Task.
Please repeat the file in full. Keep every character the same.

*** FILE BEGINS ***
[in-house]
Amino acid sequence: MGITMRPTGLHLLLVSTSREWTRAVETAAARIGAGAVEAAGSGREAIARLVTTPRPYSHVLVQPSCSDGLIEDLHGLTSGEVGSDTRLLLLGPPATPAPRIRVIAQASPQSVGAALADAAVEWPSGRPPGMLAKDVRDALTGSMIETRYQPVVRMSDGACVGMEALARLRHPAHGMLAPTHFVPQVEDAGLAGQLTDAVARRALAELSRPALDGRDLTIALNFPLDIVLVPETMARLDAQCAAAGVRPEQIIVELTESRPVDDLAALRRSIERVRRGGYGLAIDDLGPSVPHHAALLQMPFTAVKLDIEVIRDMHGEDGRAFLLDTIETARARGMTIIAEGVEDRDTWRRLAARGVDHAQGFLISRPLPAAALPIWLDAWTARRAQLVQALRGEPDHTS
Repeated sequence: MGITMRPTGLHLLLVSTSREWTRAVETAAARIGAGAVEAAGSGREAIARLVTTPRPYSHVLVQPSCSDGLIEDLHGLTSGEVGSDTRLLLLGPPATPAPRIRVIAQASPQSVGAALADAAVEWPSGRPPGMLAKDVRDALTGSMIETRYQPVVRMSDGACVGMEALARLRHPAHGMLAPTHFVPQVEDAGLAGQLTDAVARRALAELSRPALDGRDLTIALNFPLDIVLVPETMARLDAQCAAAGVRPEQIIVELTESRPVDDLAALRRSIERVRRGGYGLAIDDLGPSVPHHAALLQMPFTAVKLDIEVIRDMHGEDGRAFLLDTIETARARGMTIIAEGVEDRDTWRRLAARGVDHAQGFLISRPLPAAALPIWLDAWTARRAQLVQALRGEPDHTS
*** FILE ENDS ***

[in-house]
Amino acid sequence: MGITMRPTGLHLLLVSTSREWTRAVETAAARIGAGAVEAAGSGREAIARLVTTPRPYSHVLVQPSCSDGLIEDLHGLTSGEVGSDTRLLLLGPPATPAPRIRVIAQASPQSVGAALADAAVEWPSGRPPGMLAKDVRDALTGSMIETRYQPVVRMSDGACVGMEALARLRHPAHGMLAPTHFVPQVEDAGLAGQLTDAVARRALAELSRPALDGRDLTIALNFPLDIVLVPETMARLDAQCAAAGVRPEQIIVELTESRPVDDLAALRRSIERVRRGGYGLAIDDLGPSVPHHAALLQMPFTAVKLDIEVIRDMHGEDGRAFLLDTIETARARGMTIIAEGVEDRDTWRRLAARGVDHAQGFLISRPLPAAALPIWLDAWTARRAQLVQALRGEPDHTS
Repeated sequence: MGITMRPTGLHLLLVSTSREWTRAVETAAARIGAGAVEAAGSGREAIARLVTTPRPYSHVLVQPSCSDGLIEDLHGLTSGEVGSDTRLLLLGPPATPAPRIRVIAQASPQSVGAALADAAVEWPSGRPPGMLAKDVRDALTGSMIETRYQPVVRMSDGACVGMEALARLRHPAHGMLAPTHFVPQVEDAGLAGQLTDAVARRALAELSRPALDGRDLTIALNFPLDIVLVPETMARLDAQCAAAGVRPEQIIVELTESRPVDDLAALRRSIERVRRGGYGLAIDDLGPSVPHHAALLQMPFTAVKLDIEVIRDMHGEDGRAFLLDTIETARARGMTIIAEGVEDRDTWRRLAARGVDHAQGFLISRPLPAAALPIWLDAWTARRAQLVQALRGEPDHTS